This past Friday, Howard Stern predicted his own national radio
program demise. Stern, known for everything from paying for women’s
breast implants to having a repeating guest known as “Gary the
Retard,” has consistently pushed the limit of the First Amendment
“The show is over. It’s over,” Stern announced Friday morning on
If Stern’s prediction does in fact come true, he will be missed
and I will be one of those who will miss him.
Clear Channel Radio has preempted Stern from six stations in
Rochester, N.Y., Fort Lauderdale Fla., Orlando Fla., San Diego,
Pittsburgh and Louisville, Kan. following comments made by a
listener during an interview with Rick Salomon-the same Rick
Salomon who performs on a homemade video with none other than yes,
Paris Hilton. Salomon just seems to keep popping up in
controversial situations, doesn’t he?
Anyhow, a listener called into the show, made a racial slur and
some offensive sexual comments. Is it OK to have that stuff on the
air? No, because the airwaves are free and can be accessed by
children and others who are either too young or stupid to take what
Stern says with a grain of salt. Was it anything more than what
Stern has done in the past? No, it’s just part of a Federal
Communications Commissions crackdown that began steamrolling after
we learned that nipple shields are not just protection for say
She-Ra, Princess of Power.
Stern faces an interesting dilemma due to the nature of his
medium. The radio broadcast waves belong to the people of the U.S.
and can be accessed, free of charge, by anybody within the range of
a given signal. This makes it possible for children and idiots to
be offended by Stern’s antics. Unfortunately, idiots seem to
pervade the FCC, Clear Channel and the rest of the nation.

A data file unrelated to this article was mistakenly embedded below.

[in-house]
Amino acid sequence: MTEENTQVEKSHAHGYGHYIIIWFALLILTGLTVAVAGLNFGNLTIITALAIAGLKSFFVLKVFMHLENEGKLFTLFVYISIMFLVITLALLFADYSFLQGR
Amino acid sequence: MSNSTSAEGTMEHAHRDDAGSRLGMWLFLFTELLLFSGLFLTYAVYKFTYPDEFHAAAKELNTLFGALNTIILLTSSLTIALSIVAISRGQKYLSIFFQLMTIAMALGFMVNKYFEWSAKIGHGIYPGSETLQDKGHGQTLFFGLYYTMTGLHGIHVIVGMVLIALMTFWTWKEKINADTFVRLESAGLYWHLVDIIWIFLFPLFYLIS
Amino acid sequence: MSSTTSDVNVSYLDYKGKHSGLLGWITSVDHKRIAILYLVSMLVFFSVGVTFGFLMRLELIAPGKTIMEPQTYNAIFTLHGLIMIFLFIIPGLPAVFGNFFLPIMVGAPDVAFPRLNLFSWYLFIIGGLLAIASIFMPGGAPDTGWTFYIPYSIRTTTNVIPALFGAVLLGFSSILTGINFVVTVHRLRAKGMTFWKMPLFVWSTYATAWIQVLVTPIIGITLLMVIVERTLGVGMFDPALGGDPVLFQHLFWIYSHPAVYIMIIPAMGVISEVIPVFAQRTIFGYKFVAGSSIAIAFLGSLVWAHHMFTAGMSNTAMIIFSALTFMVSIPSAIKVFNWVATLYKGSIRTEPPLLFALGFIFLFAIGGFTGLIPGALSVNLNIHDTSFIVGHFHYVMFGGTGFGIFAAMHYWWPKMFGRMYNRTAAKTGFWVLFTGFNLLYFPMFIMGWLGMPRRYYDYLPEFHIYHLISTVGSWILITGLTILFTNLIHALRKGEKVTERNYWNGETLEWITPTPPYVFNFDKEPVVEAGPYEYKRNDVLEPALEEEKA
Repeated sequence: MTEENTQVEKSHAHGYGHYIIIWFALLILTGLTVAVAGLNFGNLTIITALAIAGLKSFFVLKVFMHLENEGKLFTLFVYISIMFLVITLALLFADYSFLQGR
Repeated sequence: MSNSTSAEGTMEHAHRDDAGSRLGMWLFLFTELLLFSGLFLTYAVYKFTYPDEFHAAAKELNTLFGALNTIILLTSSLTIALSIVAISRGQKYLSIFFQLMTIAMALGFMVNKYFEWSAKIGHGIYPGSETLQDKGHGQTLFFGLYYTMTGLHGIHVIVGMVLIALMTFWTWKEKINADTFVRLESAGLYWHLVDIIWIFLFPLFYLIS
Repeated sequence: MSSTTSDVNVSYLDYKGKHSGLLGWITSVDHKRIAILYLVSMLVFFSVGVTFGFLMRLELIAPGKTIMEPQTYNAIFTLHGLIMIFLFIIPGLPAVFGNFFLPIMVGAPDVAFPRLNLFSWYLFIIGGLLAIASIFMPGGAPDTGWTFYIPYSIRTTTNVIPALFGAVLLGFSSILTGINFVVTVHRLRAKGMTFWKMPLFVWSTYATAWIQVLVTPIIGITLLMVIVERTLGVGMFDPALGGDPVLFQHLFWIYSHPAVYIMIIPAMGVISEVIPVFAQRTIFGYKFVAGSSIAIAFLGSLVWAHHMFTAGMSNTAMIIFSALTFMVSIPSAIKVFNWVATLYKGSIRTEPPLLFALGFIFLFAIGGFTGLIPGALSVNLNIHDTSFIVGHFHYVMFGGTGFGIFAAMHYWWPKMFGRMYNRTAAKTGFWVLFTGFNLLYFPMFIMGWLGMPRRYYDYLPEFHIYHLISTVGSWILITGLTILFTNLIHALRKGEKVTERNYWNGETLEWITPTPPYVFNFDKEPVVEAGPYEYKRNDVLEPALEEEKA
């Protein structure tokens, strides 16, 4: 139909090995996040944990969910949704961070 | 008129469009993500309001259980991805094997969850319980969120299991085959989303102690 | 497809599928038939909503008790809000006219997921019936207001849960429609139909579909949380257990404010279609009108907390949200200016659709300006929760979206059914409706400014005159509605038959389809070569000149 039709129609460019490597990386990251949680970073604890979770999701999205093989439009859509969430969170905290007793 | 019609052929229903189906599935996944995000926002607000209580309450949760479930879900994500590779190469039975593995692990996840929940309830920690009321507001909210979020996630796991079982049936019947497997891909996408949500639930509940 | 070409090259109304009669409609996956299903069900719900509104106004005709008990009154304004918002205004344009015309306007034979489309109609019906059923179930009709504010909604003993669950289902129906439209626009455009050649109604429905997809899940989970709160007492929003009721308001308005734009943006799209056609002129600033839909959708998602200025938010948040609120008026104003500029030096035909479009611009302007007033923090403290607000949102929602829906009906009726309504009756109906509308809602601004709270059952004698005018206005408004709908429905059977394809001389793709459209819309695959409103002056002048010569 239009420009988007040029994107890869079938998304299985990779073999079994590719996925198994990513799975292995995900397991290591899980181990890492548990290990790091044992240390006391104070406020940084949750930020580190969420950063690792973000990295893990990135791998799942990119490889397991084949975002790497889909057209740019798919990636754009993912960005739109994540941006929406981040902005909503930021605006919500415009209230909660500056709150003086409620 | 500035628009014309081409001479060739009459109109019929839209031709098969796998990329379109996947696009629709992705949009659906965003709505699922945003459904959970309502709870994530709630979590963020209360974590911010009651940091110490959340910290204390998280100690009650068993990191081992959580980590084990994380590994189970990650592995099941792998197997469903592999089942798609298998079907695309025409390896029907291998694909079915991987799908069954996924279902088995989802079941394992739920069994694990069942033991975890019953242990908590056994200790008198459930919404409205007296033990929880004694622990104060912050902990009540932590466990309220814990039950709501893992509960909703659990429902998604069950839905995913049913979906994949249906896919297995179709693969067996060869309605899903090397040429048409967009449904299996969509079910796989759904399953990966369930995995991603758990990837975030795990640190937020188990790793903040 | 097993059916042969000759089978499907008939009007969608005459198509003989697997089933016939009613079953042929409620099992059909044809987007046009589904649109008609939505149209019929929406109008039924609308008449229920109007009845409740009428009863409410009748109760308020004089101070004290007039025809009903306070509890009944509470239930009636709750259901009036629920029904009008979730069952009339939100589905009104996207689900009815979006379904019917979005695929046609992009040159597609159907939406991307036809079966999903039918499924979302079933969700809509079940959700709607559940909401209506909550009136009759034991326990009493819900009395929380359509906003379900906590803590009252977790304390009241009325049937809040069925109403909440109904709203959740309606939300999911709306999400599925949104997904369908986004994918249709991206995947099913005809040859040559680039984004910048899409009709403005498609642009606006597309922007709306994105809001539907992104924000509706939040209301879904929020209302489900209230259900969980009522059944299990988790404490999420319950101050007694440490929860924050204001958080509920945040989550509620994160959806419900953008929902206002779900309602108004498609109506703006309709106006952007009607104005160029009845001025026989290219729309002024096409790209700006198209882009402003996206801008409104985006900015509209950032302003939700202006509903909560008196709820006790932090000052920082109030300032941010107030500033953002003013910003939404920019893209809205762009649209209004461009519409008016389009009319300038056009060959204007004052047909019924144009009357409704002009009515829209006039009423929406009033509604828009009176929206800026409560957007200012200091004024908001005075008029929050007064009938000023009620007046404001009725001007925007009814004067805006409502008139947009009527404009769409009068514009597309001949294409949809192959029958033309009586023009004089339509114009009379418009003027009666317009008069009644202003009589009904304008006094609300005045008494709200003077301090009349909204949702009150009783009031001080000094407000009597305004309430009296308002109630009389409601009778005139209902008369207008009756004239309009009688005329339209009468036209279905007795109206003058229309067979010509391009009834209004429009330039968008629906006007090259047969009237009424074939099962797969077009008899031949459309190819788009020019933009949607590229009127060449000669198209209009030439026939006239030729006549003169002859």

Just because the government said there were weapons of mass
destruction doesn’t mean I believed them. Mel Gibson’s father
implying that the holocaust was exaggerated makes me grimace at his
ignorance, but I don’t think he should be gagged. And Howard Stern
recently noting the irony of him looking like Jesus being
persecuted really is laughable. I am not offended by him comparing
himself to Jesus, I’m simply amused.
What really is ironic, however, is the timing of Clear Channel’s
decision to pull Stern from the air. The decision came the day
before John Hogan, head of Clear Channel Radio, was scheduled to
testify before a congressional subcommittee hearing on broadcast
indecency. Clear Channel Communications has what many would call a
mutually beneficial, “I’ll scratch yours,” relationship with the
Bush Administration. These ties cannot be overlooked.
In the end, Stern is – after everything else – only one guy.
Sure a lot of people listen to his radio show, but I’d like to give
the American public a little more credit than it would seem Clear
Channel or the FCC does. When I was a child I didn’t want to listen
to Howard Stern, and even if I did, my folks wouldn’t have gone for
it. By the time I was a teen-ager I had gained the ability to
separate what somebody said from what I did. Stern kept me
entertained for an entire summer at the worst office job ever. Now
that I’m an adult I appreciate that our country was founded on free
speech and Howard Stern, although loud, crass and objectionable, is
just saying what’s on his mind. And that’s alright by me.